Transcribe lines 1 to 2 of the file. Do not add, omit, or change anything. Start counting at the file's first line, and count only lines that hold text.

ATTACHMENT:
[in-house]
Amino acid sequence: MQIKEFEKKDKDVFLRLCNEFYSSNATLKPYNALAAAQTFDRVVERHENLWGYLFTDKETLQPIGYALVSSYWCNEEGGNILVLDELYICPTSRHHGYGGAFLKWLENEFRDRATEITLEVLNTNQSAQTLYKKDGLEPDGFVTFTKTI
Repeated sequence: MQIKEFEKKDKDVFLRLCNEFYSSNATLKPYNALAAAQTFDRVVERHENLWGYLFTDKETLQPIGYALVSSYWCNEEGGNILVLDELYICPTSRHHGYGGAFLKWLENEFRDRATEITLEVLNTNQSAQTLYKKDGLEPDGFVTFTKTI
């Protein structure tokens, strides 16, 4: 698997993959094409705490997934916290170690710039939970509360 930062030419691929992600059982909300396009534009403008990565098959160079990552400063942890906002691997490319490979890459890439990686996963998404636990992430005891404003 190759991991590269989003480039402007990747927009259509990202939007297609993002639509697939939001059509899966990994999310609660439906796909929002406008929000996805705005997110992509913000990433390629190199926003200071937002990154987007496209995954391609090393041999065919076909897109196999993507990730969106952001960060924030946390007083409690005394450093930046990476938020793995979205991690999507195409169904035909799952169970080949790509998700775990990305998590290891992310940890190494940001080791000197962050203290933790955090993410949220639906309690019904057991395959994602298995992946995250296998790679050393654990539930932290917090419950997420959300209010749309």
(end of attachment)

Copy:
[in-house]
Amino acid sequence: MQIKEFEKKDKDVFLRLCNEFYSSNATLKPYNALAAAQTFDRVVERHENLWGYLFTDKETLQPIGYALVSSYWCNEEGGNILVLDELYICPTSRHHGYGGAFLKWLENEFRDRATEITLEVLNTNQSAQTLYKKDGLEPDGFVTFTKTI